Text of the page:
There was a breakaway by Patrick Kane in overtime and a virtuoso performance by Russian captain Pavel Datsyuk, who scored both Russian goals, this after he looked as if he was a bit hobbled in the Russians' first game of the tournament against Slovenia.

"I'm OK. We, not me," Datsyuk said continuing to downplay concerns over his health and try to focus the attention on his team's play rather than his individual play.

The result leaves the Americans with five points after two games, one more point than the Russians.

Both teams close out the preliminary part of the Olympic schedule Sunday. The Russians take on the disappointing Slovaks (0-2), while the U.S. will close out against the surprising Slovenians (1-1), who upset Slovakia 3-1 earlier Saturday.

The Americans' shootout victory opens the door to win their group and get a bye to the quarterfinal. The rest won't be known until Sunday night, when the four teams that get a bye are identified (three group winners plus the team with the next-best point total) and the matchups for the qualification games are established.

But what we do know is that, whatever flaws these two teams might have, they weren't on display in this lightning-fast, bruising contest many were calling an instant classic.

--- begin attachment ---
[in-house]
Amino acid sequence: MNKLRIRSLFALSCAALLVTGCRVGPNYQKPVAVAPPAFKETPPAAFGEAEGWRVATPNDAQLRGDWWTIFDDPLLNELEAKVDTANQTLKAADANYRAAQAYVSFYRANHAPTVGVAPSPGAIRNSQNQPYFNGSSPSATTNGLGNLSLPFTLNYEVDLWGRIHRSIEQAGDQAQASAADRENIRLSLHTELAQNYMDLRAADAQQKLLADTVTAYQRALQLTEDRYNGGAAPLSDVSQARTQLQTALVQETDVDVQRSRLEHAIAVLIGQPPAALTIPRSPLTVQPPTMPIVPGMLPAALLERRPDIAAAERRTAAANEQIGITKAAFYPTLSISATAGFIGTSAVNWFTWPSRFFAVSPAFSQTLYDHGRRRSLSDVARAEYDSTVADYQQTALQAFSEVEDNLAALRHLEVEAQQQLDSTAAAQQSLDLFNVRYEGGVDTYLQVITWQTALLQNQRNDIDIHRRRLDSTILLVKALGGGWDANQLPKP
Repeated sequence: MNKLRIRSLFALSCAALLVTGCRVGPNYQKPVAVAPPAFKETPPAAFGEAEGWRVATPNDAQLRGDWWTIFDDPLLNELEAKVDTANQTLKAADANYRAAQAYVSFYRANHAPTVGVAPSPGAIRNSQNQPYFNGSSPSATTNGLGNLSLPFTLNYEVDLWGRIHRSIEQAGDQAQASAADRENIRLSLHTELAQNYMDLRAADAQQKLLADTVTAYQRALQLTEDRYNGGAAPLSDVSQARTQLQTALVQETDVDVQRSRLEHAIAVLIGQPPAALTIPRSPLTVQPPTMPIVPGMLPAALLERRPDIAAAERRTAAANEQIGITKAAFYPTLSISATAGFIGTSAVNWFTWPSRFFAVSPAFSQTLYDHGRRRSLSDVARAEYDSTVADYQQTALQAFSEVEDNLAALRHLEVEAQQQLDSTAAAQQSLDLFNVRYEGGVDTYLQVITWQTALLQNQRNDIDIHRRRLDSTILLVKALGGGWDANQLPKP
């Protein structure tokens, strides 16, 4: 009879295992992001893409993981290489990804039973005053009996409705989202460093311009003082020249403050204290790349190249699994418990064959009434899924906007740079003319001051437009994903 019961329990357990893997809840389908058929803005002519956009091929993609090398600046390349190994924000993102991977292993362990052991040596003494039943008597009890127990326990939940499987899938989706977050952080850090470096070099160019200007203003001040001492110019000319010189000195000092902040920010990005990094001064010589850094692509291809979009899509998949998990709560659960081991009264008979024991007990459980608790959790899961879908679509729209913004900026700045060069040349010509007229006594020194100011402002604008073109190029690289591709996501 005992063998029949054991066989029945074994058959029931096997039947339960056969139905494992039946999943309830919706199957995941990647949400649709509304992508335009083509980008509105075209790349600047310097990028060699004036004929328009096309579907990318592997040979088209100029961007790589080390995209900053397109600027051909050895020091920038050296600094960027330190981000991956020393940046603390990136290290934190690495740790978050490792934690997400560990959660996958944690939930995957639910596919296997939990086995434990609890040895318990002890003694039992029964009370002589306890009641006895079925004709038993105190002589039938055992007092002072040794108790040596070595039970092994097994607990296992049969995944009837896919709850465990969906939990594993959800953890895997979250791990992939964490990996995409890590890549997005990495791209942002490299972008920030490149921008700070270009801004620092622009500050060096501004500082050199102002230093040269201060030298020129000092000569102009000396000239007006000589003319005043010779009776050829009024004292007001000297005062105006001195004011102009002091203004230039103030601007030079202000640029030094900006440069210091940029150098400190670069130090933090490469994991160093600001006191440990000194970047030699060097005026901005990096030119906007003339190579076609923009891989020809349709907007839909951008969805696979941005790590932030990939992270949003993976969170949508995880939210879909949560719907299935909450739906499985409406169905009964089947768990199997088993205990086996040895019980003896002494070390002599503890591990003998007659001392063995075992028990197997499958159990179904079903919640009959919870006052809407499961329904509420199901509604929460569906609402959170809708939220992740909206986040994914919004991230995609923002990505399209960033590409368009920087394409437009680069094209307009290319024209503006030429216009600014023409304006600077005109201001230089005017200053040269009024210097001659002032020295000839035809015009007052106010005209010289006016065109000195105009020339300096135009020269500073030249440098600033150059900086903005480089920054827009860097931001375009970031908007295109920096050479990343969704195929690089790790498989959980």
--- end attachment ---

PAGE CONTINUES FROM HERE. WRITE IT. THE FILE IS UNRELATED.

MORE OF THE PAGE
If the idea was that the Americans, 7-1 winners over Slovakia on Thursday, were going to disrupt the exploitable Russian defense, that didn't happen. The Russians moved the puck quickly and smartly to their wildly skilled forwards most of the day.

If the idea was the young American blueliners would start to show some cracks against the high-end Russian offense, well, that didn't happen, either.

If there was some idea that the Americans, who ran roughshod over the Slovaks with a bullying style, could impose their will physically on the Russians, that didn't happen as the two teams traded body blows all day.

"Great hockey game," said Russian star Alexander Ovechkin, who was likewise a physical force throughout the day. "Both team show character. Unfortunately, somebody have to lose; somebody have to win. We have a chance to win, but they do a great job on the penalty shots. It is what it is."

At the start of the selection process for the U.S. team, the coaching staff reinforced that, historically, teams that win the special-teams battle in these kinds of tournaments end up winning the vast majority of their games. It was so Saturday as the Americans scored two power-play goals, the first by Cam Fowler and the second by Joe Pavelski after a fabulous Kane pass to take a 2-1 lead near the midpoint of the third period. But the Americans tempted fate once too often, taking six minor penalties in the game and allowing a second Datsyuk goal through traffic with the man advantage to tie the score.

Next week, that kind of lack of discipline could prove devastating.

On this day, though, it was just part of what was a feast for the hockey senses.

"I'm going to be in bed tonight thinking about it, and I'll be thinking about it for the rest of my career," Fowler said.